Mobile Devices Behavior: Slack Me – I am Over Email!

It’s that time of the year again to reflect on how we did on last year’s New Year’s resolutions. One of my goals last year was to keep up on my email and maintain a clean inbox. I tried several methods to keep my new found motivation, such as only checking and responding to emails at certain times during the day, or separate apps on my phone for business and personal email. I was successful for a few weeks but like those people taking up the machines in the gym from the regulars right now, I was only able to keep that resolution for a few weeks. My conclusion, I am over email!

The problem with email is that it’s not an effective way to communicate in an agile and mobile workplace. It takes too long to extract the important information, and it’s often not up to date because it limits collaboration to those included. And don’t get me started on inbox “clutter” such as time and expense approvals. As a manager why do I have to log in to a vpn and then a siloed application just to review and approve something? But I digress… sigh.

The reason I love Slack is because it is designed with mobile first in mind, so communication is simple instead of emails that tend to be unnecessarily long. Slack also promotes collaboration as everyone is made aware of questions or information with features like team channels. Slack is cross platform so you can easily switch between the desktop version and your mobile devices. I work from home or traveling around North America to client sites. It’s important to be productive with my time online and not uncommon to be working from the backseat of an uber or at 30,000 feet. The last thing I want to be doing when I get online is catching up on emails.

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My issues with email are not just about personal productivity, it highlights the importance of considering mobile when designing business applications.  For the process designers, how often do you have to implement super user task re-assignment in order to assure that process instances are moved along for situations in which an approval task is assigned to a user that doesn’t respond in time? Typically it’s because process monitoring reveals that it’s the approvers, not knowledge or task workers, that hold up process performance from being efficiently completed. It’s a benefit to design business applications that are easy to use in a world dominated by smartphone and other mobile devices.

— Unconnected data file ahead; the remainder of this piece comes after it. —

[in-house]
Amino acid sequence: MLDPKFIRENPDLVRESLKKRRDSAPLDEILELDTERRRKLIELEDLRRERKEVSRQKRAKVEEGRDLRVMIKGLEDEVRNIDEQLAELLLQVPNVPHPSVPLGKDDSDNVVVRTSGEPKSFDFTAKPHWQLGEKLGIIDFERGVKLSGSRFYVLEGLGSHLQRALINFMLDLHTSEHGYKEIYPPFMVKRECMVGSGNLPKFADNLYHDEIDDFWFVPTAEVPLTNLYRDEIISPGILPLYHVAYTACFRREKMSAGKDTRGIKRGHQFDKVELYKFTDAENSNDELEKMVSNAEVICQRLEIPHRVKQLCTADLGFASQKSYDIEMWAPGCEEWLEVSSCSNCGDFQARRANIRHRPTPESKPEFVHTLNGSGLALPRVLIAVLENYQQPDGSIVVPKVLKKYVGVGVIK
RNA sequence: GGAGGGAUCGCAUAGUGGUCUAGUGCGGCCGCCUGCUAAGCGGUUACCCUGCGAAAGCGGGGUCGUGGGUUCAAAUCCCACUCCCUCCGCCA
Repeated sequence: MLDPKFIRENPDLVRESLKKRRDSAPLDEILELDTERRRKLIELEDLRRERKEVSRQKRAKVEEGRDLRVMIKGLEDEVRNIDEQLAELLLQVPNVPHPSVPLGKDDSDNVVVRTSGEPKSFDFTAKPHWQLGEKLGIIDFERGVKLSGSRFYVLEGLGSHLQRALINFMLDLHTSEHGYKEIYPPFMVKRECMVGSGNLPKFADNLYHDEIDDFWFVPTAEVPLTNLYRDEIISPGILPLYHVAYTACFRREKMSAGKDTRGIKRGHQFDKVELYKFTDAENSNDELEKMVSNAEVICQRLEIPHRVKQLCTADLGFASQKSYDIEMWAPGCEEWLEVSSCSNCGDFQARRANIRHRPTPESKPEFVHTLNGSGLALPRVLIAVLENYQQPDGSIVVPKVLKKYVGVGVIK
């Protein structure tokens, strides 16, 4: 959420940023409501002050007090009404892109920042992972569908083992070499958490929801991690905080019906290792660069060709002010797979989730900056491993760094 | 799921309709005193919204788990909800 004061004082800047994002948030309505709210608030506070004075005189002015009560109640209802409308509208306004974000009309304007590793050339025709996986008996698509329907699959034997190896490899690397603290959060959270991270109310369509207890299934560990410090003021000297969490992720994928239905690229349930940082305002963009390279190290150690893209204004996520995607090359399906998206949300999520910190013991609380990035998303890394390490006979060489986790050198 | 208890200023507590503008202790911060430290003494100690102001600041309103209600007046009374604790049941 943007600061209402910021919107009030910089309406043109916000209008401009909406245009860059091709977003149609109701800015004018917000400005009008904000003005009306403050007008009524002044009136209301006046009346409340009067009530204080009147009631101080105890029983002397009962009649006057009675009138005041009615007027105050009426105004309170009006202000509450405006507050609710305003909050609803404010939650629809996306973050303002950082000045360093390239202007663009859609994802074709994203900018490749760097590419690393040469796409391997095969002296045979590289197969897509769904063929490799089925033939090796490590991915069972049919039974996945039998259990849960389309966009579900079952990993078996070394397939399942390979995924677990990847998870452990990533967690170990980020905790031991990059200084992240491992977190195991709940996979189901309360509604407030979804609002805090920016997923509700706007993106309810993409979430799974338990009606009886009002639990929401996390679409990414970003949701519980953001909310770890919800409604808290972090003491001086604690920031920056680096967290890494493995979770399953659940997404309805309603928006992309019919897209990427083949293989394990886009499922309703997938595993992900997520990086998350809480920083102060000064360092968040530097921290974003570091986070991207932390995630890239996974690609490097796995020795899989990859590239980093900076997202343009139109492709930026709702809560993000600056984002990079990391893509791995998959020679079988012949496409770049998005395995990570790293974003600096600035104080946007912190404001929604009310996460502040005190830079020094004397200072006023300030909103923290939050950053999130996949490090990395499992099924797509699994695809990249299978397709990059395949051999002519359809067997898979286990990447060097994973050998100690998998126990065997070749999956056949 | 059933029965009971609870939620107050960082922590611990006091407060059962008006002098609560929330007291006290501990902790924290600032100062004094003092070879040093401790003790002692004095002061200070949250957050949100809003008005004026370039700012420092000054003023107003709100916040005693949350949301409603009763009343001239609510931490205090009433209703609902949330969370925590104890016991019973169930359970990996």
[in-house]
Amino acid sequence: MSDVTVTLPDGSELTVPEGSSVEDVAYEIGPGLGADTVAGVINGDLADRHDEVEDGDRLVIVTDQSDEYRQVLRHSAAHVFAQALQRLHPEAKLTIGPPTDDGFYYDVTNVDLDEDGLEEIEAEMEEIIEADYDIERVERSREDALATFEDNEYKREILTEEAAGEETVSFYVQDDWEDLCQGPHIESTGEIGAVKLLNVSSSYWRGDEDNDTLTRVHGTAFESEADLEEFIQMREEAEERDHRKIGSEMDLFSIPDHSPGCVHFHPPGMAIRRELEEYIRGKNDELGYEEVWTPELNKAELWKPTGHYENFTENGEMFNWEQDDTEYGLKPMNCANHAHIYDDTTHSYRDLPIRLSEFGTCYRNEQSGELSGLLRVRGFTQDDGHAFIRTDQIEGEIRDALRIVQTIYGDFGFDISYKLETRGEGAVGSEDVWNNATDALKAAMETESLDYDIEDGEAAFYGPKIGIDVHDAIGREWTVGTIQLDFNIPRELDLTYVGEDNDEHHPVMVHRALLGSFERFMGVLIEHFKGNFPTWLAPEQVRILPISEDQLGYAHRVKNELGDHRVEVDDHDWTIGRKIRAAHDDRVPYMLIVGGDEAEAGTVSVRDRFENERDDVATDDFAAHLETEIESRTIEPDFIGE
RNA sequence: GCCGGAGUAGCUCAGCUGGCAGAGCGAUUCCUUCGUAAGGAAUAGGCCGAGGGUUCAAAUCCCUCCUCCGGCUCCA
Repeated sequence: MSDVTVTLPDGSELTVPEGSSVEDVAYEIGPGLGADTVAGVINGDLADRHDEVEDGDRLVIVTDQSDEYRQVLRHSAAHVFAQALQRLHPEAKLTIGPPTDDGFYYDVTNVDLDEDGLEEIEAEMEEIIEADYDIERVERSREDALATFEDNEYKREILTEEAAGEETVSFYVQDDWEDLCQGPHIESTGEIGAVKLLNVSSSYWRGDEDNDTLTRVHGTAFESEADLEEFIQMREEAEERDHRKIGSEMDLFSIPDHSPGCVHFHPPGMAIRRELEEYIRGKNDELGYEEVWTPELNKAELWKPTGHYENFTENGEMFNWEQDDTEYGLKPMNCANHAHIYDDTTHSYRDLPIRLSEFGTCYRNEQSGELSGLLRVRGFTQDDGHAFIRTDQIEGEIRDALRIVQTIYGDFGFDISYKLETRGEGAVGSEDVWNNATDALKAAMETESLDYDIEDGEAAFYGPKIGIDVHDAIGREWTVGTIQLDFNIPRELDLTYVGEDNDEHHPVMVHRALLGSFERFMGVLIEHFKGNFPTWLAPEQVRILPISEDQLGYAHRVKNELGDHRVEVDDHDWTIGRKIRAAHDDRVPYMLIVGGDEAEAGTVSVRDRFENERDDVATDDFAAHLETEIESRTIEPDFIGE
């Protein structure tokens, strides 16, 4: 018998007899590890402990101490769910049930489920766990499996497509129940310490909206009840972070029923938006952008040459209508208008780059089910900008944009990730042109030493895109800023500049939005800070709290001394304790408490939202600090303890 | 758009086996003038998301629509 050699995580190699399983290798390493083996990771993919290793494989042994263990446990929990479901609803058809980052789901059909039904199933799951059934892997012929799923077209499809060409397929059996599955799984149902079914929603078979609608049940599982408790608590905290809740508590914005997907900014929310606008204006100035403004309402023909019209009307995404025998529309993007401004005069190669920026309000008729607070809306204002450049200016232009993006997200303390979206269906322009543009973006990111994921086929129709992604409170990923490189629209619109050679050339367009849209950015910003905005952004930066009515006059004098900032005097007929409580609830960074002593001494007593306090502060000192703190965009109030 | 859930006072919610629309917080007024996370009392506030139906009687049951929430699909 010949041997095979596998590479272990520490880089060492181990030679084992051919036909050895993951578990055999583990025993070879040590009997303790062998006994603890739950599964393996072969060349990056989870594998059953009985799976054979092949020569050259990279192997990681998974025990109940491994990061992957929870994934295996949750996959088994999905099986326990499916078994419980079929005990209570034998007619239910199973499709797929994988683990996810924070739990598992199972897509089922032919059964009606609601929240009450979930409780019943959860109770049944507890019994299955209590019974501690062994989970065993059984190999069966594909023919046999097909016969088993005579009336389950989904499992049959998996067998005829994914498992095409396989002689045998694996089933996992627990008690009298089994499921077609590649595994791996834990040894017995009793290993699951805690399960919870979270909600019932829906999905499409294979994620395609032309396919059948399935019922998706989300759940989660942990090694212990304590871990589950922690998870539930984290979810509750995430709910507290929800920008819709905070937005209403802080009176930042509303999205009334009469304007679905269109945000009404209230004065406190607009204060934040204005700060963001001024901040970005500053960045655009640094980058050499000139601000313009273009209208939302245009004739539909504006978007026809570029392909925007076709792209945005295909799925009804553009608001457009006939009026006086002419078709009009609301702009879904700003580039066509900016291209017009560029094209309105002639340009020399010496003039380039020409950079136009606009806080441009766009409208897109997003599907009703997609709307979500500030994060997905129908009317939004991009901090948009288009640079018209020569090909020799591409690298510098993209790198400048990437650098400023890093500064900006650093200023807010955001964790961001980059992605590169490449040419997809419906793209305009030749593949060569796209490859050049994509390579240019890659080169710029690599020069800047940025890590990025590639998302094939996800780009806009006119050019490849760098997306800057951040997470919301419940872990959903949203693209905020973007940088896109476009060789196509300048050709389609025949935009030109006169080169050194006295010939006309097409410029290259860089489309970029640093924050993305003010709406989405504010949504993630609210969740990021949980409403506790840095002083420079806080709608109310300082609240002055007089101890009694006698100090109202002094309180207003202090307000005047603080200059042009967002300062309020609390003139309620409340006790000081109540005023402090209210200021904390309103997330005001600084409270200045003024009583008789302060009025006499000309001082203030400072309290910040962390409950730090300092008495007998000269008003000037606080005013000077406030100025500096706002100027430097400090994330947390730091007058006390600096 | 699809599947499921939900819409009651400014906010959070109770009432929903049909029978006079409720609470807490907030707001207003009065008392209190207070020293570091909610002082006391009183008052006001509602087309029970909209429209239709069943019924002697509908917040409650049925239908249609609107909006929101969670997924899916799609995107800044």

Check out Deloitte’s 2016 Global Mobile Consumer Survey. The smartphone landscape is revealing that device ownership growth is beginning to slow down. The market is saturated and users around the world are attached to their mobile devices with an increase in the percentage of people using them while out shopping, at work, spending leisure time, watching tv, talking to friends and family, and while eating in a restaurant. Additionally the smartwatches, fitness bands, IoT, robotics, and the VR market is taking shape.

So what does this mean for leadership in Information Technology departments?

Design processes with mobile first in mind in order to meet user expectations. Adapt your technology to the way your users want to work. If your organization is looking to replace legacy applications, consider achieving enterprise mobility with Perficient.

You can find out more about our Appian practice enterprise mobility offering here.

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Thoughts on “Mobile Devices Behavior: Slack Me – I am Over Email!”

  1. I can’t agree more! But sometimes you have to deal with people who don’t want to give up email. You can’t force them but you can use MailClark to bring your emails into Slack. They keep using emails, you stay in Slack. Everyone is happy! Give it a try 🙂
    (Full disclosure: I work at MailClark)

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